Ocean and air freight demand softens – uncertain year ahead, says Geodis CEO
Ocean and air freight demand has softened, rates have declined and there is a lack ...
Asian forwarders are reporting a large drop in airfreight rates, but don’t believe this is the end of elevated prices, nor a significant fall-off in demand.
One South-east Asian forwarder said: “The demand for airfreight to Europe and the US is looking a bit subdued.
“However we note that this time last year, it wasn’t too strong either. Coupled with the fact that there is substantially more capacity this year, I wouldn’t say demand has dropped drastically.”
The forwarder said customers – in particular, manufacturers of apparel and footwear – report that upcoming orders for the year-end would be similar to last year.
He added: “However, as we aren’t facing the same capacity crunch as 2021, it remains to be seen if this year forwarders will be scrambling and outbidding each other to secure capacity from airlines.”
However, one Shanghai-based forwarder said passenger flights had not fully resumed operations and that the market was operating at about 80% of normal capacity. He argued that the rate fall was likely due to a drop-off in demand.
“I think it is mainly because of less demand, due to a negative economy worldwide. If you take the US as an example, in May US imports dropped over 30% from worldwide. Also, it is the summer holiday period, which is typically the slow season.
“Rates have reduced recently, however not in a big way. I think it’s not possible to expect a big reduction while capacity is still low.”
WorldACD reported that, year on year, capacity out of Asia Pacific in the past two weeks was down 10%, but up 18% in both Europe and the US.
Chargeable weight in the week up to 17 July fell 5%, following a 7% fall a week previously. It noted that capacity out of Asia Pacific fell 2% on the previous fortnight, but that chargeable weight was down 10%. Year on year, demand has fallen 19%.
Capacity out of Europe was flat in the fortnight, but volumes were down 8%, while the US saw a 1% decline in capacity but volumes were down 13%. Yields in all three markets fell by 1 or 2%.
The Shanghai forwarder said it was hard to tell whether there would be a traditional peak.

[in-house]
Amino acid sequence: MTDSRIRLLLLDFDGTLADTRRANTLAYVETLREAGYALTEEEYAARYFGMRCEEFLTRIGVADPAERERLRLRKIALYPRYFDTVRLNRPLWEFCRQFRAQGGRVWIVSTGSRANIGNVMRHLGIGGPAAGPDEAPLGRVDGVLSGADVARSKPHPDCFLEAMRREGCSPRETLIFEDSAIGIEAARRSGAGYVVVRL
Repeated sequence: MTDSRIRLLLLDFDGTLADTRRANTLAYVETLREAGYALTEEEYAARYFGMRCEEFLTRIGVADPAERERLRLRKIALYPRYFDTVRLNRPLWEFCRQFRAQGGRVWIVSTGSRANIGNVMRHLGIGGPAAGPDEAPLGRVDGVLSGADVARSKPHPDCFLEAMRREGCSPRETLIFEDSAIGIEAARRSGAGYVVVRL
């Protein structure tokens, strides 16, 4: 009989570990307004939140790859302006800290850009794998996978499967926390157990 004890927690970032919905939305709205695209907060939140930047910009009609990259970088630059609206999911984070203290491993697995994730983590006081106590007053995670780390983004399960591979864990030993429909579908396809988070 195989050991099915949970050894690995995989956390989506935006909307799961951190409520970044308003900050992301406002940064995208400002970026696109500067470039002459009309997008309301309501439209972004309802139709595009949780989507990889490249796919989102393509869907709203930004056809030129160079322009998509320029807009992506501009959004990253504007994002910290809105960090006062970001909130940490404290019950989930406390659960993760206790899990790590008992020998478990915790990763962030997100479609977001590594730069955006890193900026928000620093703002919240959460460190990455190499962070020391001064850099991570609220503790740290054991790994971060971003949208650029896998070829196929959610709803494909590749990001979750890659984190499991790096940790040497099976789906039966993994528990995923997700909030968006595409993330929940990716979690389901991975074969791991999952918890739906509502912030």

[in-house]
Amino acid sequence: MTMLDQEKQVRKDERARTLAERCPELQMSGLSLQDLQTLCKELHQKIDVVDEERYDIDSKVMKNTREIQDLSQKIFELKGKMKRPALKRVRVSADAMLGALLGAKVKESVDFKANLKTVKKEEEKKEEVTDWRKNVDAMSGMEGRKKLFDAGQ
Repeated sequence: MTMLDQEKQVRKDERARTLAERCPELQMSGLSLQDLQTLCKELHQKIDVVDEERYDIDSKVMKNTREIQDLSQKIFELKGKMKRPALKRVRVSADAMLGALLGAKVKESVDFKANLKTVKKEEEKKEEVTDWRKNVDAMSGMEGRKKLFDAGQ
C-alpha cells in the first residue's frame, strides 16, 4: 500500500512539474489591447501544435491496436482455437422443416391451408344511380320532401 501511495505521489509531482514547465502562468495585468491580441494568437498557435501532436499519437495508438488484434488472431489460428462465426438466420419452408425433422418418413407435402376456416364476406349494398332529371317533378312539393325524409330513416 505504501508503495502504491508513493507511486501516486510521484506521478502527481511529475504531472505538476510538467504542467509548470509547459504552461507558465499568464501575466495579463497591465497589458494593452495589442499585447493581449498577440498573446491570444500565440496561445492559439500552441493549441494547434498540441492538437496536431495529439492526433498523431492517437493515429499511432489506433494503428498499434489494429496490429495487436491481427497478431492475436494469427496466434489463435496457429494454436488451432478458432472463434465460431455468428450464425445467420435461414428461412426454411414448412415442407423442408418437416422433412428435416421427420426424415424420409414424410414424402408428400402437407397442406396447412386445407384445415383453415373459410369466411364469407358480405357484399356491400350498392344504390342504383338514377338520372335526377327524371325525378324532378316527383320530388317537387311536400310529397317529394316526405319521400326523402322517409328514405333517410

“I am not too sure, perhaps we’ll get better visibility after the summer, but due to less capacity, the market does not really need massive volumes to be driven up. Capacity could be easily filled if there is no extra added.”
Another Asia-based sea-air forwarder said customers were looking at tendering for the next four months.
“We’ve noticed the dramatic drop in air freight rates. The double-digit freight rates from Asia to US have all gone. Even to eastern Canada from places such as South-east Asia non-hub airports, rates are now below $8.”
He said sea-air to North America “becomes fashionable when rates are through the roof from South-east Asia, but it’s never viewed as a continuous business, unlike Europe”, adding: “I don’t expect any real peak this year, just the odd rush. When the passenger market opens up from China, I think $3 or $4 rates on long-haul routes will be the norm.”
He said this would play nicely into the hands of carriers which had signed-up customers for longer-term deals.
“I suppose they could try to break their contracts, but the chances of success would be slim.”
Seko Logistics, meanwhile, told media that once the summer flight schedules had ended, capacity would be tight again.
“So capacity is going to go down and the relative demand is actually going to continue to be a challenge for capacity for air freight,” said chief marketing officer Brian Bourke.
The TAC Index reported rates from China to Europe fell 5.5% in the week up to 18 July, to $6.98, while to the US rates had slipped 3.1%, to $7.83. WorldACD said global rates had fallen rom $3.90 on 3 July, to $3.84, still 15% higher than last year.